3. By-product water is water that has not been put to prior beneficial use, and is a by-product of some non- water-related economic activity and has been developed only as a result of such activity such as oil and gas production, mining, etc.

Preferred Uses

Wyoming water law defines the preferred uses of both surface and ground water and lists them in the following order:

  1. Drinking water for both humans and livestock<

  2. Water for municipal purposes

  3. Water for steam engines and general railway use; water for cooking, laundering, bathing, and refrigerating (including the manufacturing of ice); water for steam and hot-water heating plants, steam power plants

  4. Water for industrial purposes.

Non-preferred Uses

All uses of water other than those listed as preferred uses are considered non-preferred.

When the water supply is insufficient to meet water rights, rights with a preferred use do not take precedence over a non-preferred use. The priority date of a water right, preferred or non-preferred, determines who is entitled to water. The only way you can obtain a preferred right for a non-preferred prior right is by purchase or by condemnation through court action. The right of condemnation cannot be used by industrial concerns to obtain water rights. However, ground-water wells yielding 25 gpm or less and used solely for domestic and stock purposes do have preferred rights over wells for all other uses regardless of date of priority.

Example: An irrigation water right (non-preferred use) with an early priority is entitled to use water even when it may involve denying water to a municipality (preferred use) with a later right. The municipality may acquire, through condemnation if necessary, the earlier irrigation right and change it to municipal use, provided just compensation is paid.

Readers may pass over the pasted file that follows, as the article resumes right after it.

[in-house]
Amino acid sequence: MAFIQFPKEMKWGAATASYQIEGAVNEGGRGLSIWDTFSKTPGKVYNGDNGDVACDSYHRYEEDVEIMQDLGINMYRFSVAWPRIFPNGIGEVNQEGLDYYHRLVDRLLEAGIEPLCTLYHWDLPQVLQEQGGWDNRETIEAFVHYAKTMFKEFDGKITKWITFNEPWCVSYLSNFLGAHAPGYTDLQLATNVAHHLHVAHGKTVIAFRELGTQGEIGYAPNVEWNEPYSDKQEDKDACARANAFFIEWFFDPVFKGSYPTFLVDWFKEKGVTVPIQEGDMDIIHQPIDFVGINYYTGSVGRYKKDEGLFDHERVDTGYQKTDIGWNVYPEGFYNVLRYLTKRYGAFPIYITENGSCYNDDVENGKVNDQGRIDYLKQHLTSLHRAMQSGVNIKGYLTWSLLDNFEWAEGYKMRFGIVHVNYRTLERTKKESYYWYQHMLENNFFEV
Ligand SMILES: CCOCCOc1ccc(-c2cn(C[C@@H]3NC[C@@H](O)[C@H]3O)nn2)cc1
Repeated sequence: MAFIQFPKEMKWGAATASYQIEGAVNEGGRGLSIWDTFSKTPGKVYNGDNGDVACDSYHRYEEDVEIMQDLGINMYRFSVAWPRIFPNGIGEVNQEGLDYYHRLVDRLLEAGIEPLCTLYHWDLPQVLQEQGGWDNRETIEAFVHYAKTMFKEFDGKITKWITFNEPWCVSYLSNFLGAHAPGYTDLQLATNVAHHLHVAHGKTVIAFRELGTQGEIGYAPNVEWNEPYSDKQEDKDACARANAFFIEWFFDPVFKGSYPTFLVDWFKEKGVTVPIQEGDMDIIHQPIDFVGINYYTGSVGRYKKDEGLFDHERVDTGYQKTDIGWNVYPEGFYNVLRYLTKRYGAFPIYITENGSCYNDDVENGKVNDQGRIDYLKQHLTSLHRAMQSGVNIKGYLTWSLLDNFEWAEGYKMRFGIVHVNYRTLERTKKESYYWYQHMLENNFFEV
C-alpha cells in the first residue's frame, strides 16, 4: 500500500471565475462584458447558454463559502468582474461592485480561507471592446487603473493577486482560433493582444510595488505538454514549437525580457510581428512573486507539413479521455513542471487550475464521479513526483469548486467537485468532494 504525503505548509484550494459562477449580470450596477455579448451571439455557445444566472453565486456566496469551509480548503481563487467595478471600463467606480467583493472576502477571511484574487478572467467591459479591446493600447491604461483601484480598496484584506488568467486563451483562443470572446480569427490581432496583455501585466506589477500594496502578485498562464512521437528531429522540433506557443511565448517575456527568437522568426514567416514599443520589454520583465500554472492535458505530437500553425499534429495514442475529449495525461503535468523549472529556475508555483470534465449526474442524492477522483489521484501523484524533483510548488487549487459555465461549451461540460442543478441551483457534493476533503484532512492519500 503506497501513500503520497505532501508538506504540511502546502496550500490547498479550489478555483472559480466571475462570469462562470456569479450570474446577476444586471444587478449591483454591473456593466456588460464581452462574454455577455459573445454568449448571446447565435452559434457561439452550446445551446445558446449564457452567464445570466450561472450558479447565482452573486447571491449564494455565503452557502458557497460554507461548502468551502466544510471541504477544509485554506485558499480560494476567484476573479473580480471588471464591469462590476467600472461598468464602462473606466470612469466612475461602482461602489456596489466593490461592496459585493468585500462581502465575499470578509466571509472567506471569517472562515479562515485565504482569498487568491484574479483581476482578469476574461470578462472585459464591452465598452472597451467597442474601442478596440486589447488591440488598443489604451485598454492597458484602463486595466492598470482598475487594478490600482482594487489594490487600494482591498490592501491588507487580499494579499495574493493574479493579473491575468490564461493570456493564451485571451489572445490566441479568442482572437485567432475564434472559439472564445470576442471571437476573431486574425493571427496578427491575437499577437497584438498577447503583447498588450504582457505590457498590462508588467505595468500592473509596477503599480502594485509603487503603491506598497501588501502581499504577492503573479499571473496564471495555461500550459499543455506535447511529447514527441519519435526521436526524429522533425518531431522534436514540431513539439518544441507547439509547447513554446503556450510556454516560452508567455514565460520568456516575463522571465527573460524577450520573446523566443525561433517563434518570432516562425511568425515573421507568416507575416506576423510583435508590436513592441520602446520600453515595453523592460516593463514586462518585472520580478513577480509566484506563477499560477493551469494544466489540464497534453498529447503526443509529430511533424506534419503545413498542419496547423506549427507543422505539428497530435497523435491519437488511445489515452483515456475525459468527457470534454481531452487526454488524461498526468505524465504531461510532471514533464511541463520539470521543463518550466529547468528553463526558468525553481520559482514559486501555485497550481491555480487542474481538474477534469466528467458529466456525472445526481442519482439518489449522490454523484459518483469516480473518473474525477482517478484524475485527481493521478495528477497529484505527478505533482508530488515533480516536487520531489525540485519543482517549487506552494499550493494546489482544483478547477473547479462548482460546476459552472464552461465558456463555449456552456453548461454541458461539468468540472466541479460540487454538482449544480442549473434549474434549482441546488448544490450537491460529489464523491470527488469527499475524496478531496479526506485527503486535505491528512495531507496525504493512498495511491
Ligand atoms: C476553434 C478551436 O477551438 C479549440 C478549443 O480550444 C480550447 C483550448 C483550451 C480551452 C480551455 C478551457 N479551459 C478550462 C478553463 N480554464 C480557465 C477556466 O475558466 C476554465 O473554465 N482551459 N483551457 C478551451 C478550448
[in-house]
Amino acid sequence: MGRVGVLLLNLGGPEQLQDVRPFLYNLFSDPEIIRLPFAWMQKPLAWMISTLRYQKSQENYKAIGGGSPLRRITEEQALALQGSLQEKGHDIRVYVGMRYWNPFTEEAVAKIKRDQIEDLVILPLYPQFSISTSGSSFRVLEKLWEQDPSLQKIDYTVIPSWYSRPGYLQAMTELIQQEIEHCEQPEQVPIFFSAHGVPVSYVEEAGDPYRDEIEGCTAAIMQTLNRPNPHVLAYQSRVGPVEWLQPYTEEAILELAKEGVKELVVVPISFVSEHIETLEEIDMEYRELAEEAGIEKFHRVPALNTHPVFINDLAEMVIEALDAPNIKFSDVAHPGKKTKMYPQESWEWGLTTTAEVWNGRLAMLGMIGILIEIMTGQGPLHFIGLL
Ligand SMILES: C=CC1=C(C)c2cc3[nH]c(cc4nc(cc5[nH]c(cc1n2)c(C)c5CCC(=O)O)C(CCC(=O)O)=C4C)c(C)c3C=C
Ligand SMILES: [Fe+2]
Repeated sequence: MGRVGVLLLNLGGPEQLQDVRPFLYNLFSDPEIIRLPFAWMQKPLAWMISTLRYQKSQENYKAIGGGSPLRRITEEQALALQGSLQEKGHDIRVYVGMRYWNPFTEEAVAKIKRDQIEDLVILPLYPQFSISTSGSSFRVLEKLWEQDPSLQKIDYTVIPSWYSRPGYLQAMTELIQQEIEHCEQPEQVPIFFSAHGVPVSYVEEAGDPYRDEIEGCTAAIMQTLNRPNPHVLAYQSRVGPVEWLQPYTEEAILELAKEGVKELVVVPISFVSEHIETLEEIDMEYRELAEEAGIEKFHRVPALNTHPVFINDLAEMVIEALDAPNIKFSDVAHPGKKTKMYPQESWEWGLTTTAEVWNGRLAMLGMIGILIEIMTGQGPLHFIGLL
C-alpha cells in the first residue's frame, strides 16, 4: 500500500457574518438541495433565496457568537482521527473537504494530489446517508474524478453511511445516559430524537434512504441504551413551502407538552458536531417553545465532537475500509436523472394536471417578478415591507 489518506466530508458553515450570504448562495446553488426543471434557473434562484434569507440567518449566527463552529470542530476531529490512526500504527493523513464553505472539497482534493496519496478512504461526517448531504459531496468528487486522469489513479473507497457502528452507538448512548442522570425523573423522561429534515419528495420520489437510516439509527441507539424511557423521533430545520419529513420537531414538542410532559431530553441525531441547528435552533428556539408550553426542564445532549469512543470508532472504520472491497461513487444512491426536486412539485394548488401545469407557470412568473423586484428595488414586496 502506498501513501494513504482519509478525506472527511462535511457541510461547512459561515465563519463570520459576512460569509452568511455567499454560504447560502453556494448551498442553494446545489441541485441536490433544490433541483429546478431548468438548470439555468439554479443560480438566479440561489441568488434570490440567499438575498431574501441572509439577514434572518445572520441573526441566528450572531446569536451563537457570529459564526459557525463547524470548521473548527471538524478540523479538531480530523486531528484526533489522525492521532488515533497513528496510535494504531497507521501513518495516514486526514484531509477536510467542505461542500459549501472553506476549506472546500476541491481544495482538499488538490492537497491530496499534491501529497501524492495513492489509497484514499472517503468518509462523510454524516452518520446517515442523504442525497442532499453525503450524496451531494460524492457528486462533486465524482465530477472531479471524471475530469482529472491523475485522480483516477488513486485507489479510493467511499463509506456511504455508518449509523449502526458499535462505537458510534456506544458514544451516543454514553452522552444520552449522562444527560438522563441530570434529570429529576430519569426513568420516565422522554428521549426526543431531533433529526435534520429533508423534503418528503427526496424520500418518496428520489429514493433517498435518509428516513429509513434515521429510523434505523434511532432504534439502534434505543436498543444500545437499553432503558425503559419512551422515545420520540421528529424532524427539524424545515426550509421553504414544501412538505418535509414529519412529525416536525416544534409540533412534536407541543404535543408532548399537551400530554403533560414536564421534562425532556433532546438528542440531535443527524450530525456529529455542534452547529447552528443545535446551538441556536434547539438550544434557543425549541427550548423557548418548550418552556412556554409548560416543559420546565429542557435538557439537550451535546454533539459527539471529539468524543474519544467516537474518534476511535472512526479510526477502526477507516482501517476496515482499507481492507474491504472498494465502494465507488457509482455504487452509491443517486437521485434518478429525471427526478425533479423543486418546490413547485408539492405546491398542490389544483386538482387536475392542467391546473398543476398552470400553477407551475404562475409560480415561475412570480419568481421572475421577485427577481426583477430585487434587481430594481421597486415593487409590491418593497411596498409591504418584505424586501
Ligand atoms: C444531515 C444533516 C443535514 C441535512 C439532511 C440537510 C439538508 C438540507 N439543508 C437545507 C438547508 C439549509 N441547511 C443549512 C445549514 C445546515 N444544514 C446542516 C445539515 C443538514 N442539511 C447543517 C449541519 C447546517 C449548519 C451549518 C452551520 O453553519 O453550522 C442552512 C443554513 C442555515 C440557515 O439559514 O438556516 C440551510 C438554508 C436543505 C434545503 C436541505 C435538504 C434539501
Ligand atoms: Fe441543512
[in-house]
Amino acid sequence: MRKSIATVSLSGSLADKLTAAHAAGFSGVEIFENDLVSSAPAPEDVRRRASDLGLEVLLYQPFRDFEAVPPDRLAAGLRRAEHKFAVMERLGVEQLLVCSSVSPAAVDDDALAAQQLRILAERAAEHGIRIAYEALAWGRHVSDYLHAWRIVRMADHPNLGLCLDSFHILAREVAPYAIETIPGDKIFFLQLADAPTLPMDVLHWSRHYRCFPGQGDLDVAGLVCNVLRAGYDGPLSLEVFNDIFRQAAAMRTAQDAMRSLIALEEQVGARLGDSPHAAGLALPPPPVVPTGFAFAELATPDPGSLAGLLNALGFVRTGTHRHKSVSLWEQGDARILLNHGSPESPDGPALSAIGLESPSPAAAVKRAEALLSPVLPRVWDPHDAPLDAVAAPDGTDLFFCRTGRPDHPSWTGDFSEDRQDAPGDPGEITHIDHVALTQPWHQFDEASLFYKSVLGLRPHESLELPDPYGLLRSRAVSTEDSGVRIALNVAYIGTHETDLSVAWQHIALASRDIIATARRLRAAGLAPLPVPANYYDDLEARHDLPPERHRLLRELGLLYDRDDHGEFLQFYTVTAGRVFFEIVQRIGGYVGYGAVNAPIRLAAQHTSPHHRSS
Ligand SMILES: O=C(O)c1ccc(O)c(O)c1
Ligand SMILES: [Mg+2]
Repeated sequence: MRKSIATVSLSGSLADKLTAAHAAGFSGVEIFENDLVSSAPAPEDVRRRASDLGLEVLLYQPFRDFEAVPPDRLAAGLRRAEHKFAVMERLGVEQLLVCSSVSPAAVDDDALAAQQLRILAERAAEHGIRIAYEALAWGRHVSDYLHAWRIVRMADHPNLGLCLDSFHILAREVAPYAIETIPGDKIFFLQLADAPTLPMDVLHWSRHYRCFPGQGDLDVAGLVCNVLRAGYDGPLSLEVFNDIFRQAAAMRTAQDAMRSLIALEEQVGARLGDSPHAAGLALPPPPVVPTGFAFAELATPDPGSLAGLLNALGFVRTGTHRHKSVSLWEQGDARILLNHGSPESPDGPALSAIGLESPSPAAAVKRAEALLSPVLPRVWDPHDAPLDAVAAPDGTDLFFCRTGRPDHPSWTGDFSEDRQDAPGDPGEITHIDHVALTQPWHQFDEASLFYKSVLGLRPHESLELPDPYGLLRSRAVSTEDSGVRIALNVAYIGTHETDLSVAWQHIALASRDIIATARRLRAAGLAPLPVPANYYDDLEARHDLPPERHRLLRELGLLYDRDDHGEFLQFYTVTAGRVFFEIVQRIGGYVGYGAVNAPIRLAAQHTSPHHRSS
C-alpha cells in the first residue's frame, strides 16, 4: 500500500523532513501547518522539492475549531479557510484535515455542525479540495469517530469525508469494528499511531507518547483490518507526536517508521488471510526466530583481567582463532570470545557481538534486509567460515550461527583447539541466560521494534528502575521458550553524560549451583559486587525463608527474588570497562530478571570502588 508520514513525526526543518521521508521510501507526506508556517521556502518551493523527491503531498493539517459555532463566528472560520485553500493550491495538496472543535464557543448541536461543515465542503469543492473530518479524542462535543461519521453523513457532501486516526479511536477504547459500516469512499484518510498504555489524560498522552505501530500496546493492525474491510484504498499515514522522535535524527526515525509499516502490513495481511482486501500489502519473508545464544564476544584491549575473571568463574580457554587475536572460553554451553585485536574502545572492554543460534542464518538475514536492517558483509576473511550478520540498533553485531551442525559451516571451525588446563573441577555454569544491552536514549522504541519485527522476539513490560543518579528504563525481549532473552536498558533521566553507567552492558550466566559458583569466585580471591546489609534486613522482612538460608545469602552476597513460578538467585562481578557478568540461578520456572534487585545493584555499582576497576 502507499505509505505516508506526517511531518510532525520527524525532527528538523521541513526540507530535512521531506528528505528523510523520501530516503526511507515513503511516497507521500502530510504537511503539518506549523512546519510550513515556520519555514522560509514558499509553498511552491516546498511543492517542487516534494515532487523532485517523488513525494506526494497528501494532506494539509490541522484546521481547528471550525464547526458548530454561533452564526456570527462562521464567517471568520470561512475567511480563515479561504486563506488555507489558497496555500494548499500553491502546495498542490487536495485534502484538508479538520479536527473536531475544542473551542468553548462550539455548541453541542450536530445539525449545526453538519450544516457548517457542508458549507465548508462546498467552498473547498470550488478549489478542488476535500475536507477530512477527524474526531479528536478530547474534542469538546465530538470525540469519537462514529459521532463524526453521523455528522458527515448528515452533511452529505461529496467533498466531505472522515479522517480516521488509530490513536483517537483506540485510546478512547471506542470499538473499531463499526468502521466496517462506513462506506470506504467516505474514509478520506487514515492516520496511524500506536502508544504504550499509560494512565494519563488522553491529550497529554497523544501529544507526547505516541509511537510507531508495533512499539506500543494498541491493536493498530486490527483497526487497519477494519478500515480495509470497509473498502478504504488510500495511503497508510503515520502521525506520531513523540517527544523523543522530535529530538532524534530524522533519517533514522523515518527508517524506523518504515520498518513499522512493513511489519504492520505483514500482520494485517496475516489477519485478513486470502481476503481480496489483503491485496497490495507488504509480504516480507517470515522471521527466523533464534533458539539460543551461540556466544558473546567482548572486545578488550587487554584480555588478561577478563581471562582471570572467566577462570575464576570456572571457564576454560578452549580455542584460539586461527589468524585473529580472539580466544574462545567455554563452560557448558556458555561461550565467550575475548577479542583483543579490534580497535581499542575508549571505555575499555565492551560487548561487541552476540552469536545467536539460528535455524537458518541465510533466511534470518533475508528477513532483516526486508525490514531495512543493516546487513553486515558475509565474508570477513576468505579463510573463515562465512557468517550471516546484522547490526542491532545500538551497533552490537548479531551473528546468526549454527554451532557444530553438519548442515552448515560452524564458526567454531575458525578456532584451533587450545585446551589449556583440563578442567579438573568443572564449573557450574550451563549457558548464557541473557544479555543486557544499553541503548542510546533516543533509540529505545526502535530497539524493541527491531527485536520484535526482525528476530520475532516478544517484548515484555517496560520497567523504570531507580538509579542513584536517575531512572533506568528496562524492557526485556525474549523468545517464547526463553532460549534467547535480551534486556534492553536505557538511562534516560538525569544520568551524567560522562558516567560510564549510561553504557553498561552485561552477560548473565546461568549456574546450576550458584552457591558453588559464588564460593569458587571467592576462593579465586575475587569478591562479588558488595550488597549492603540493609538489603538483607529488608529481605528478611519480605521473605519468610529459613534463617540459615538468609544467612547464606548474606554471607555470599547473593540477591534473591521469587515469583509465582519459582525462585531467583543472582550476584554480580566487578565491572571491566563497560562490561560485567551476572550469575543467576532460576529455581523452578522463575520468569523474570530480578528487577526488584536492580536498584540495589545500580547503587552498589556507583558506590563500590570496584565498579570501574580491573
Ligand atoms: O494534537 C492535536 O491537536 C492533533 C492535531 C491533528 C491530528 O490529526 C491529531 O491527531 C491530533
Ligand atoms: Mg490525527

Keeping Water Rights Valid

To keep a water right valid when changes are made in the point of diversion, in the location of a well, in the location of an irrigation ditch, or similar circumstances, you must secure permission. Do this by petitioning the state board of control if the water is adjudicated. If it is not adjudicated, send your petition to the state engineer.

In most instances, obtaining permission for changes does not change the priority date of the water right but keeps the water right up to date and legal. Public hearings on the changes may be held to ensure that no injury occurs to the other water right holders because of the change. Keep the water right in proper standing so no legal questions are raised concerning its validity.

Change in Use

If you own a water right and wish to change it from its current use to another use, or from the place of use under the existing right to a new place of use, you must file a petition requesting permission for a change. The petition sets forth all pertinent facts about the existing use and the proposed change in use. When you request a change in place of use, all pertinent information about the existing use and the proposed place of use shall be specified in the petition. The board may require that an advertised public hearing be held at your expense. The petitioner shall provide a transcript of the public hearing to the board. The change in use, or change in place of use, may be allowed.

If such an allowance is granted, the quantity of water transferred by the granting of the petition shall not exceed the amount of water historically diverted under the existing use. Furthermore, the historic rate of diversion and the amount consumed cannot exceed that under the existing use. Finally, such a petition, if allowed, shall not decrease the historic amount of return flow, or in any manner injure other existing lawful appropriators. The board of control considers all facts it believes pertinent to the transfer. These may include the following: